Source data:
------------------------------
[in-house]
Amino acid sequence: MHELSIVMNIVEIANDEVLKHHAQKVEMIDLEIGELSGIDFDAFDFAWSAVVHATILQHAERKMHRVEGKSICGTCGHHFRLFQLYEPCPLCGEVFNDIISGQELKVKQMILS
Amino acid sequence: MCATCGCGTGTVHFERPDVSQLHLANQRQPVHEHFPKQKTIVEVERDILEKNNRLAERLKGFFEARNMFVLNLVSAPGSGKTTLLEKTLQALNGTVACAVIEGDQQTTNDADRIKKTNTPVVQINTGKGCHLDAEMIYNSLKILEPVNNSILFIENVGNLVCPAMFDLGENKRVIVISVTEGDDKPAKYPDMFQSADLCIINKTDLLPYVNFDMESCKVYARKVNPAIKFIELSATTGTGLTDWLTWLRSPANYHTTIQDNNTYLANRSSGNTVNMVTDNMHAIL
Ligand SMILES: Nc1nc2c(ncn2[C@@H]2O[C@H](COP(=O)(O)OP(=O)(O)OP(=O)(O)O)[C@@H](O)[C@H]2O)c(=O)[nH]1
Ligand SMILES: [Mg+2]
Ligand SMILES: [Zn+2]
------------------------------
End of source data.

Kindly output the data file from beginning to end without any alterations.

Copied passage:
[in-house]
Amino acid sequence: MHELSIVMNIVEIANDEVLKHHAQKVEMIDLEIGELSGIDFDAFDFAWSAVVHATILQHAERKMHRVEGKSICGTCGHHFRLFQLYEPCPLCGEVFNDIISGQELKVKQMILS
Amino acid sequence: MCATCGCGTGTVHFERPDVSQLHLANQRQPVHEHFPKQKTIVEVERDILEKNNRLAERLKGFFEARNMFVLNLVSAPGSGKTTLLEKTLQALNGTVACAVIEGDQQTTNDADRIKKTNTPVVQINTGKGCHLDAEMIYNSLKILEPVNNSILFIENVGNLVCPAMFDLGENKRVIVISVTEGDDKPAKYPDMFQSADLCIINKTDLLPYVNFDMESCKVYARKVNPAIKFIELSATTGTGLTDWLTWLRSPANYHTTIQDNNTYLANRSSGNTVNMVTDNMHAIL
Ligand SMILES: Nc1nc2c(ncn2[C@@H]2O[C@H](COP(=O)(O)OP(=O)(O)OP(=O)(O)O)[C@@H](O)[C@H]2O)c(=O)[nH]1
Ligand SMILES: [Mg+2]
Ligand SMILES: [Zn+2]